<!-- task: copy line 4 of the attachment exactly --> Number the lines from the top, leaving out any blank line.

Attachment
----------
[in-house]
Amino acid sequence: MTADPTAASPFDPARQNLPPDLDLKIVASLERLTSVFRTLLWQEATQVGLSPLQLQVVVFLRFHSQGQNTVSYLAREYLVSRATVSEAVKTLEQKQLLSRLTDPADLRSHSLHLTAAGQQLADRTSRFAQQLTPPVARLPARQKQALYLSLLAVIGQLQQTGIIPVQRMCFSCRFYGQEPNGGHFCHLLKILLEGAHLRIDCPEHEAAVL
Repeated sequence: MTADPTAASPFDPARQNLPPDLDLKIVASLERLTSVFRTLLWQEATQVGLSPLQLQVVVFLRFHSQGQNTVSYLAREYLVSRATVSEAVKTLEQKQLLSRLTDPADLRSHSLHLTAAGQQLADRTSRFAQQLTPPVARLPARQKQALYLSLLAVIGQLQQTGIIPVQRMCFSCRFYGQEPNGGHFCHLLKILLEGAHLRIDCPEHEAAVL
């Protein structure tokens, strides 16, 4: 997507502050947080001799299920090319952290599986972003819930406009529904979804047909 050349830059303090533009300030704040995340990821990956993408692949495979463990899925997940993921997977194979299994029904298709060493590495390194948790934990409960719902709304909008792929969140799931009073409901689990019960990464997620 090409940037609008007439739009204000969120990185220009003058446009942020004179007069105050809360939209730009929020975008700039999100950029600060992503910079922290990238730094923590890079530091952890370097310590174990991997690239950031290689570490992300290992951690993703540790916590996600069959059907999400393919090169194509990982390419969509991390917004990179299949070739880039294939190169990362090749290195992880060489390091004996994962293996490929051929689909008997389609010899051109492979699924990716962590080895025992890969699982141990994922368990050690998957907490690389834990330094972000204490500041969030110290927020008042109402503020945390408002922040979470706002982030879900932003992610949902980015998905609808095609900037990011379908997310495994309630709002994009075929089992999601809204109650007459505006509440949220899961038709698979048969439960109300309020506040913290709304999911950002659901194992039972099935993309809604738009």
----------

């Protein structure tokens, strides 16, 4: 997507502050947080001799299920090319952290599986972003819930406009529904979804047909 050349830059303090533009300030704040995340990821990956993408692949495979463990899925997940993921997977194979299994029904298709060493590495390194948790934990409960719902709304909008792929969140799931009073409901689990019960990464997620 090409940037609008007439739009204000969120990185220009003058446009942020004179007069105050809360939209730009929020975008700039999100950029600060992503910079922290990238730094923590890079530091952890370097310590174990991997690239950031290689570490992300290992951690993703540790916590996600069959059907999400393919090169194509990982390419969509991390917004990179299949070739880039294939190169990362090749290195992880060489390091004996994962293996490929051929689909008997389609010899051109492979699924990716962590080895025992890969699982141990994922368990050690998957907490690389834990330094972000204490500041969030110290927020008042109402503020945390408002922040979470706002982030879900932003992610949902980015998905609808095609900037990011379908997310495994309630709002994009075929089992999601809204109650007459505006509440949220899961038709698979048969439960109300309020506040913290709304999911950002659901194992039972099935993309809604738009």